No payout fear for Devizes patient over ventilator switch-off
A man left severely brain damaged after a nurse mistakenly switched off his ventilator fears he may never receive compensation, his solicitor has said.
Tetraplegic Jamie Merrett's nurse Violeta Aylward was caught on camera switching off the machine in 2009.
She worked for recruitment agency Ambition 24hours, but it did not have medical negligence insurance as it was not required to.
It explained that Ms Aylward should instead be covered by her professional body, the Royal College of Nursing (RCN).
But the RCN said it was no longer prepared to indemnify Ms Aylward.
In a statement, the organisation said: "The RCN indemnity scheme applies to members working in both the public and independent sectors.
"Our indemnity scheme, like insurance policies, is subject to certain conditions and exclusions.
"The RCN declined to indemnify the nurse in this case because of her complete failure to co-operate with us.
"Despite making every effort to engage with the nurse, we were left without information or legal instructions.
"At this stage, it would be inappropriate to comment further on legal proceedings that are ongoing.
"However, it is important to note that there are other defendant parties to these proceedings."
It added: "For the avoidance of doubt, the payment of any compensation and costs under the RCN indemnity scheme is entirely in the discretion of the RCN Council, subject also to you satisfying the conditions set out here.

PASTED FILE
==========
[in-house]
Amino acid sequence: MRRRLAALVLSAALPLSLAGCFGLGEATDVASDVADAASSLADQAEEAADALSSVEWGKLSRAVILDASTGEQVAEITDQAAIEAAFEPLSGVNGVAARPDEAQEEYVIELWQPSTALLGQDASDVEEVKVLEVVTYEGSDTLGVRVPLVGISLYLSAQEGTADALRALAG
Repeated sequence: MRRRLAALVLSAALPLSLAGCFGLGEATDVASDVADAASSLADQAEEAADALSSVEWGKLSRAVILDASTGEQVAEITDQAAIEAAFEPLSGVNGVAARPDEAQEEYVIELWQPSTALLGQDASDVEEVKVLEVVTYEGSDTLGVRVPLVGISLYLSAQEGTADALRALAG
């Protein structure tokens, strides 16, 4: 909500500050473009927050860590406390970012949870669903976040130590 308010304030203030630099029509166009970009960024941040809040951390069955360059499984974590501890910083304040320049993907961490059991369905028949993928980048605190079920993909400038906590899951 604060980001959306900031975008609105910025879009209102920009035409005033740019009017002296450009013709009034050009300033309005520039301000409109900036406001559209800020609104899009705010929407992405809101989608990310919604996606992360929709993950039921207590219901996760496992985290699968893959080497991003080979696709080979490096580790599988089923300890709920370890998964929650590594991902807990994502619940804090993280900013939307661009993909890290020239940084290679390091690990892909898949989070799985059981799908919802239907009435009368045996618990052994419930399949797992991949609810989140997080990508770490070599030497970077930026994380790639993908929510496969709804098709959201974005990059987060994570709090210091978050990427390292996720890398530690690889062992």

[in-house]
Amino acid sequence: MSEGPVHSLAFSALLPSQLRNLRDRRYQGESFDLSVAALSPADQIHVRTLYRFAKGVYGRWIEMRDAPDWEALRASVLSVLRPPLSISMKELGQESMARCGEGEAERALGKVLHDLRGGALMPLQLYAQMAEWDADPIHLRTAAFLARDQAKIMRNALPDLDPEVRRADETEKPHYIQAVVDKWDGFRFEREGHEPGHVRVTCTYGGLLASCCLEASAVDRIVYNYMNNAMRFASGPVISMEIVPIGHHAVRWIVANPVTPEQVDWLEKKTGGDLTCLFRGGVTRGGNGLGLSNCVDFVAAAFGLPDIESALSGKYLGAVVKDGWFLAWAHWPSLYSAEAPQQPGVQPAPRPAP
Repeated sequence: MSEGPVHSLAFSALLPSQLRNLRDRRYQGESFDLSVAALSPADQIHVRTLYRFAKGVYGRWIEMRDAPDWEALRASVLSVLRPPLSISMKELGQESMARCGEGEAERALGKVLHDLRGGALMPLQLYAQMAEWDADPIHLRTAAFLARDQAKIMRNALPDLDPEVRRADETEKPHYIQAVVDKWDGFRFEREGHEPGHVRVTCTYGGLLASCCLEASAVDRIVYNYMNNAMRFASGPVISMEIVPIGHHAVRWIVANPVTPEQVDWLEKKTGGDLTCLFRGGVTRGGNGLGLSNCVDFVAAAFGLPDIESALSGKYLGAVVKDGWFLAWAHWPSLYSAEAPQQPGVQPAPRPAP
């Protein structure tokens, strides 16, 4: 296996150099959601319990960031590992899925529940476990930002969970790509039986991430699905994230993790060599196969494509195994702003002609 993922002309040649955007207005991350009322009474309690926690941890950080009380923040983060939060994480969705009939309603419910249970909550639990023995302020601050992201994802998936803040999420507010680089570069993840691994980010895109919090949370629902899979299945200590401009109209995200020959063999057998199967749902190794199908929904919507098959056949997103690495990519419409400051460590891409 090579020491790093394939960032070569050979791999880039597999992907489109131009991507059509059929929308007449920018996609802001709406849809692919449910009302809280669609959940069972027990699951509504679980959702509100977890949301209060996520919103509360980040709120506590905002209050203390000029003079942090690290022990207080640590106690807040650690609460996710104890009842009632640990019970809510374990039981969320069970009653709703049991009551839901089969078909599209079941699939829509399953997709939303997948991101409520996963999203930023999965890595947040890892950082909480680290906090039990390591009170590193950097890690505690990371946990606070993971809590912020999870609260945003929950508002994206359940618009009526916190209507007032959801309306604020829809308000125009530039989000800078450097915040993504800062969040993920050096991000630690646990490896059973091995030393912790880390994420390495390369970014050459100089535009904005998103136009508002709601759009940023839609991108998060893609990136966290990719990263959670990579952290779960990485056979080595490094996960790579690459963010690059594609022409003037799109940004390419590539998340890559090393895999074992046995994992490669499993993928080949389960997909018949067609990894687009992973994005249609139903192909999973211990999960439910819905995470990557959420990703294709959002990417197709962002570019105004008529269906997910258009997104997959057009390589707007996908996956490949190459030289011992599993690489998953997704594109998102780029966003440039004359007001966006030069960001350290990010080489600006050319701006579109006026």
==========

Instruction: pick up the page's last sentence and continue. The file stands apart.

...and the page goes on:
"The RCN scheme is not a policy of insurance."
Solicitor Seamus Edney, of SJ Edney in Swindon, who is acting for Mr Merrett, said Ms Aylward's indemnity had been "withdrawn at a very late stage in the case".
"She's now liable in person for any damages which are awarded to Jamie," he said.
"It just beggars belief that a nurse could find herself in this situation, where the RCN can withdraw indemnity.
"There must be many other nurses out there who are working for a supply or recruitment agency and they find that they may not have cover from their professional body."
Mr Merrett, from Devizes, had been cared for at home since 2002 and set up the camera at his bedside in 2009 after becoming concerned about the quality of his care.
He had been left paralysed from the neck downwards in a road accident, but was able to use a wheelchair and talked using voice-activated technology.
His ventilator was switched off for 21 minutes and eventually restarted by paramedics but Mr Merrett had already suffered serious brain damage and now needs extra care.
Mr Merrett's solicitor has now lodged a claim against Invent Health, a private agency which sub-contracted the work to Ambition 24hours.
Invent Health said it could not comment on the case because of the claim.
Mr Edney said: "There is a risk of course that we may not succeed and because there is no insurance Jamie may not get his damages."
Ms Aylward, who has not responded to a request from the BBC for a comment, is due to appear before the Nursing and Midwifery Council next week to face a range of charges that include not being familiar with how to operate a ventilator.